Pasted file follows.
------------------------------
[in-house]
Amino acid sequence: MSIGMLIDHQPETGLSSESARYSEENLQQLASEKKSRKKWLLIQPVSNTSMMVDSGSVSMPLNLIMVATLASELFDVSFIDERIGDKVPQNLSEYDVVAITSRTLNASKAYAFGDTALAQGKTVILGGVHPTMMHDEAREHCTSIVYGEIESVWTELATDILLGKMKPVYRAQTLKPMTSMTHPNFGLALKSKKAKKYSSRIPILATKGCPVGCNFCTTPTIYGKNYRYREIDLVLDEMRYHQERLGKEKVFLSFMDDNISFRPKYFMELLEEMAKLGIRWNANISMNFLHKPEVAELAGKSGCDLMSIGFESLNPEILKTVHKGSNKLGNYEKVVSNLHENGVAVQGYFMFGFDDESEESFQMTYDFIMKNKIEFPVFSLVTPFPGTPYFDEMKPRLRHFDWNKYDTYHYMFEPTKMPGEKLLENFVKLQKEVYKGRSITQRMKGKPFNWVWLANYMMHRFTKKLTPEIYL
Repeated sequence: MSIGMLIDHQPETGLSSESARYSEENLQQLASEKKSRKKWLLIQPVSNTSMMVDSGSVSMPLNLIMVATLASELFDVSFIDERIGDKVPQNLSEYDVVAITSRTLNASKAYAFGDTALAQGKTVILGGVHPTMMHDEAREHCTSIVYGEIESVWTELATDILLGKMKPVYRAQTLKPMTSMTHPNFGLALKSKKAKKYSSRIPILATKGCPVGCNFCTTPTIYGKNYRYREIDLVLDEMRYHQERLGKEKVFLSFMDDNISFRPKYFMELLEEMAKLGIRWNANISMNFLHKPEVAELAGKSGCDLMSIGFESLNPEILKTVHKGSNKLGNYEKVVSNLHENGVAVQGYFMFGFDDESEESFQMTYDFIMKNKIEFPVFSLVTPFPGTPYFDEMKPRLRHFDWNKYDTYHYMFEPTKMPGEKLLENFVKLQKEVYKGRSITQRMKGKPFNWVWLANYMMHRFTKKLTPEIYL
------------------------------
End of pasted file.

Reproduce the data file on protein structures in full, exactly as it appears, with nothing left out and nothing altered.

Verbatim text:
[in-house]
Amino acid sequence: MSIGMLIDHQPETGLSSESARYSEENLQQLASEKKSRKKWLLIQPVSNTSMMVDSGSVSMPLNLIMVATLASELFDVSFIDERIGDKVPQNLSEYDVVAITSRTLNASKAYAFGDTALAQGKTVILGGVHPTMMHDEAREHCTSIVYGEIESVWTELATDILLGKMKPVYRAQTLKPMTSMTHPNFGLALKSKKAKKYSSRIPILATKGCPVGCNFCTTPTIYGKNYRYREIDLVLDEMRYHQERLGKEKVFLSFMDDNISFRPKYFMELLEEMAKLGIRWNANISMNFLHKPEVAELAGKSGCDLMSIGFESLNPEILKTVHKGSNKLGNYEKVVSNLHENGVAVQGYFMFGFDDESEESFQMTYDFIMKNKIEFPVFSLVTPFPGTPYFDEMKPRLRHFDWNKYDTYHYMFEPTKMPGEKLLENFVKLQKEVYKGRSITQRMKGKPFNWVWLANYMMHRFTKKLTPEIYL
Repeated sequence: MSIGMLIDHQPETGLSSESARYSEENLQQLASEKKSRKKWLLIQPVSNTSMMVDSGSVSMPLNLIMVATLASELFDVSFIDERIGDKVPQNLSEYDVVAITSRTLNASKAYAFGDTALAQGKTVILGGVHPTMMHDEAREHCTSIVYGEIESVWTELATDILLGKMKPVYRAQTLKPMTSMTHPNFGLALKSKKAKKYSSRIPILATKGCPVGCNFCTTPTIYGKNYRYREIDLVLDEMRYHQERLGKEKVFLSFMDDNISFRPKYFMELLEEMAKLGIRWNANISMNFLHKPEVAELAGKSGCDLMSIGFESLNPEILKTVHKGSNKLGNYEKVVSNLHENGVAVQGYFMFGFDDESEESFQMTYDFIMKNKIEFPVFSLVTPFPGTPYFDEMKPRLRHFDWNKYDTYHYMFEPTKMPGEKLLENFVKLQKEVYKGRSITQRMKGKPFNWVWLANYMMHRFTKKLTPEIYL